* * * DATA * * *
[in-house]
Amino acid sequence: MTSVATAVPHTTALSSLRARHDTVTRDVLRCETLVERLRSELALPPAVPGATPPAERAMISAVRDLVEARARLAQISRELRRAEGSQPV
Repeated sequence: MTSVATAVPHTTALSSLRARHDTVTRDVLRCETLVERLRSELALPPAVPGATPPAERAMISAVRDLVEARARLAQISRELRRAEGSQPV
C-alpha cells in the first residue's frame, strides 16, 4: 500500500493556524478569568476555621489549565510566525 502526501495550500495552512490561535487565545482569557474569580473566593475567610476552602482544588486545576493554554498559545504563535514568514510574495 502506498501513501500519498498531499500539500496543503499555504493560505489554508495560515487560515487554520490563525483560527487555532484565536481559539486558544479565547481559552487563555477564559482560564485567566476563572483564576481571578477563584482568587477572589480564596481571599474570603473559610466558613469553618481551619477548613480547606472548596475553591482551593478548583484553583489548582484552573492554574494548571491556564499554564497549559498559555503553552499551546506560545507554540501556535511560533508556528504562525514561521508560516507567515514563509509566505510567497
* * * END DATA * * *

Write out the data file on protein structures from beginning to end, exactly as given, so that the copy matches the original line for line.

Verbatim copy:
[in-house]
Amino acid sequence: MTSVATAVPHTTALSSLRARHDTVTRDVLRCETLVERLRSELALPPAVPGATPPAERAMISAVRDLVEARARLAQISRELRRAEGSQPV
Repeated sequence: MTSVATAVPHTTALSSLRARHDTVTRDVLRCETLVERLRSELALPPAVPGATPPAERAMISAVRDLVEARARLAQISRELRRAEGSQPV
C-alpha cells in the first residue's frame, strides 16, 4: 500500500493556524478569568476555621489549565510566525 502526501495550500495552512490561535487565545482569557474569580473566593475567610476552602482544588486545576493554554498559545504563535514568514510574495 502506498501513501500519498498531499500539500496543503499555504493560505489554508495560515487560515487554520490563525483560527487555532484565536481559539486558544479565547481559552487563555477564559482560564485567566476563572483564576481571578477563584482568587477572589480564596481571599474570603473559610466558613469553618481551619477548613480547606472548596475553591482551593478548583484553583489548582484552573492554574494548571491556564499554564497549559498559555503553552499551546506560545507554540501556535511560533508556528504562525514561521508560516507567515514563509509566505510567497